A number of business owners that I meet tell me that the reason they prepare their monthly financials in the format they do is because that is how they report to the IRS. “We pay taxes on a cash basis, so we prepare all our financials that way”.
Business owners pay their employees regularly, but many don’t pay themselves at the same time,  and this is a serious mistake that can lead to failure to achieve key personal financial goals. One major reason to own a business is to make more money for yourself than you could by working for somebody else, yet many people put themselves at the bottom of the list, get paid after everybody else and end up making less, not more. 
Financial statements can be very misleading when you are comparing months that contain different numbers of working days. The traditional approach presents numbers exactly as they appear from the financial records; producing meaningful financial statements calls for an entirely different way of presenting the information.

Expense Reorganization

Expenses seem to breed and need to be sprayed regularly if they are to be kept under control. The problem in reviewing them is that the way accountants present them is not helpful and they need to be looked at in a different way that makes review easier.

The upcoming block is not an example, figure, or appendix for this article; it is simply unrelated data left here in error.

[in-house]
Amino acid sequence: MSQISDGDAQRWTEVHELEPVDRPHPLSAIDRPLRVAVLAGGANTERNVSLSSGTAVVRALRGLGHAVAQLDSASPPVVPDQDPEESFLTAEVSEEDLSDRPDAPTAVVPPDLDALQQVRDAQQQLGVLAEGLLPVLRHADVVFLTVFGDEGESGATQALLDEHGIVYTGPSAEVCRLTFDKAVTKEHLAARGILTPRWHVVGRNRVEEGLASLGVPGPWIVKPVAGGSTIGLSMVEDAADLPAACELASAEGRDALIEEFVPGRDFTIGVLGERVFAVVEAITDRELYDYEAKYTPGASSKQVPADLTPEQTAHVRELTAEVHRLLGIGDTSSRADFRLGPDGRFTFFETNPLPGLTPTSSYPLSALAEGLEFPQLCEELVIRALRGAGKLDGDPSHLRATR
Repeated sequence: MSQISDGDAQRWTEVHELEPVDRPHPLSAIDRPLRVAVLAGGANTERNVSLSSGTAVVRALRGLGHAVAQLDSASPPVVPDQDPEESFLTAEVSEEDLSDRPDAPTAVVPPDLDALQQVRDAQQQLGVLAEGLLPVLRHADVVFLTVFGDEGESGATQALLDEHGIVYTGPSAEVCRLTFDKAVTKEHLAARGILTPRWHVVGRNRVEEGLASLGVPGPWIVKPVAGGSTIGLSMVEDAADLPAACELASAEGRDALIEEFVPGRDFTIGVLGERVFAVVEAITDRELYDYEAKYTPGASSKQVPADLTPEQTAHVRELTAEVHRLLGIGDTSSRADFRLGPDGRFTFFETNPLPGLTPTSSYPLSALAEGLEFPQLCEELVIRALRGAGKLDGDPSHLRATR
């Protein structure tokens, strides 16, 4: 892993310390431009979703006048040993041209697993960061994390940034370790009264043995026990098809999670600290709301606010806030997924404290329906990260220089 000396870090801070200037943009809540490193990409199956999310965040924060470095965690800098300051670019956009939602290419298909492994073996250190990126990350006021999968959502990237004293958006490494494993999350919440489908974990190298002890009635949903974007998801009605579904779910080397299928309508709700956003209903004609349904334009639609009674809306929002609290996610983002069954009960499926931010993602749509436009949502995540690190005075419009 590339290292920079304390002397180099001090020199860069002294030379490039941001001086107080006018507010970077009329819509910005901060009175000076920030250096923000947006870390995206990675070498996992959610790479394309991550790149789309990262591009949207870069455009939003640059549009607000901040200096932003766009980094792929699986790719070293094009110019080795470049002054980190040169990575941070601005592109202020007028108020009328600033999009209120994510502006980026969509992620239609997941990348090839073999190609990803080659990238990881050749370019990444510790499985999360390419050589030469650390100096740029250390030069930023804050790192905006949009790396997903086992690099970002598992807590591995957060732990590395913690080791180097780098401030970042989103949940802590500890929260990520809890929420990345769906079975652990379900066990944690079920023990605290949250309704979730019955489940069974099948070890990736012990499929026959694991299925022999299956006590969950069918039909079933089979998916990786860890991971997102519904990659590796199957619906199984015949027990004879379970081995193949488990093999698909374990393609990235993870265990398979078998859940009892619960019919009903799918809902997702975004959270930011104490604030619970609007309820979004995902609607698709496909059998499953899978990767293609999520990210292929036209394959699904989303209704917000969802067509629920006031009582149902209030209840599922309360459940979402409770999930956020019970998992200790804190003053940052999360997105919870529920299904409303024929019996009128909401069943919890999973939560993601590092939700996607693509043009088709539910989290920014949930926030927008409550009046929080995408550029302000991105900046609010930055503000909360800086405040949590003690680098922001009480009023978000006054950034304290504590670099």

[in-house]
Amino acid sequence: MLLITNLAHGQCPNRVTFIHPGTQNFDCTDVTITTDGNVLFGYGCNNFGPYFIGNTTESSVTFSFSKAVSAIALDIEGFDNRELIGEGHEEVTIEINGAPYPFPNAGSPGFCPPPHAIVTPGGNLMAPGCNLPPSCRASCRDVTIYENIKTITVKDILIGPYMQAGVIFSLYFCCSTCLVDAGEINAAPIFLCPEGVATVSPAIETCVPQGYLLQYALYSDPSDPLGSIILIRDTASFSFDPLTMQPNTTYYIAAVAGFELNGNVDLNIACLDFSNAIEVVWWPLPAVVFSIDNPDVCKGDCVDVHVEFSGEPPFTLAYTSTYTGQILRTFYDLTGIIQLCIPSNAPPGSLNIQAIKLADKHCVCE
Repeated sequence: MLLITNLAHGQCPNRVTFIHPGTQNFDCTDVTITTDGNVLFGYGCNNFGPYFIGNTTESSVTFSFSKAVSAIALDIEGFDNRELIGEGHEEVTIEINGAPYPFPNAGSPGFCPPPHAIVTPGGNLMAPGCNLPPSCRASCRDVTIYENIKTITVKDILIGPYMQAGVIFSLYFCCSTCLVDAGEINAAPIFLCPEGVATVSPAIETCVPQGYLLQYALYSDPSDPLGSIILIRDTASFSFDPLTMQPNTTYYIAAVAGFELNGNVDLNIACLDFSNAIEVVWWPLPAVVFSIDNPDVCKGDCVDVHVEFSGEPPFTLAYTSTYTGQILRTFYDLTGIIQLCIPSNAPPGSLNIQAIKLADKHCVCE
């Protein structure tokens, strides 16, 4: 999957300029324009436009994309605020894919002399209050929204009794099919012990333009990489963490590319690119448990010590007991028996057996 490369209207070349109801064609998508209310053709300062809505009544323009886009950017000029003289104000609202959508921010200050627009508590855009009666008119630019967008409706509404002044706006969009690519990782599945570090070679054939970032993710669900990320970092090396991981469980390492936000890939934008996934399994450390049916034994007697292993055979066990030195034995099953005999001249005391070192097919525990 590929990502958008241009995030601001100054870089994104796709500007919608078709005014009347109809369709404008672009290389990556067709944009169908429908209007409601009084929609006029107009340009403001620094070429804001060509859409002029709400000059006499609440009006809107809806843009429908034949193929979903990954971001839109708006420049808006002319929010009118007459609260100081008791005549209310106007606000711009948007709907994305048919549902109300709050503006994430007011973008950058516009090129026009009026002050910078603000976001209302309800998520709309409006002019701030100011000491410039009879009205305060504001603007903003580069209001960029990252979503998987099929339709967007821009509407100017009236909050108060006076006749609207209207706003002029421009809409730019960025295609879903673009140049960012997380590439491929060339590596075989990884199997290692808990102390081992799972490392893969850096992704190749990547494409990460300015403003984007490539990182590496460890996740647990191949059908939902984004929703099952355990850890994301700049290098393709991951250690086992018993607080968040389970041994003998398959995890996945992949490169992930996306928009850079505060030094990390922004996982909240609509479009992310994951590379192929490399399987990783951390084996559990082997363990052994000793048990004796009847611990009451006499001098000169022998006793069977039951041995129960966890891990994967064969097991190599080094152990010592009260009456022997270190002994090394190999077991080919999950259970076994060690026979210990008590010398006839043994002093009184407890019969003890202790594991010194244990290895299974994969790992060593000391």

Steve’s Rules of Barter

Barter is a legitimate mechanism, but it is rare that you find a situation where it really works on a 1 to 1 basis.  All too often, you would not in fact buy the service if there was no barter involved, and it makes little sense to go ahead under those circumstances.
People often tell me that they don’t take credit cards and act as though it is somehow beneath them.  Lawyers, in particular, have told me that they feel that it is in some way inappropriate. 
The measurement of contract revenue streams present some interesting challenges, both in the ways that they can be recorded on the financial statements and in the ways that they can be used to report wins and losses. In this article I will look only at how they can be more meaningfully presented on the financial statements.
There are very few businesses where everything is working perfectly, but a great number where the owner thinks that everything is fine. This mindset can best be summed up by the text of an advertisement I saw years ago that said (as near as I can remember):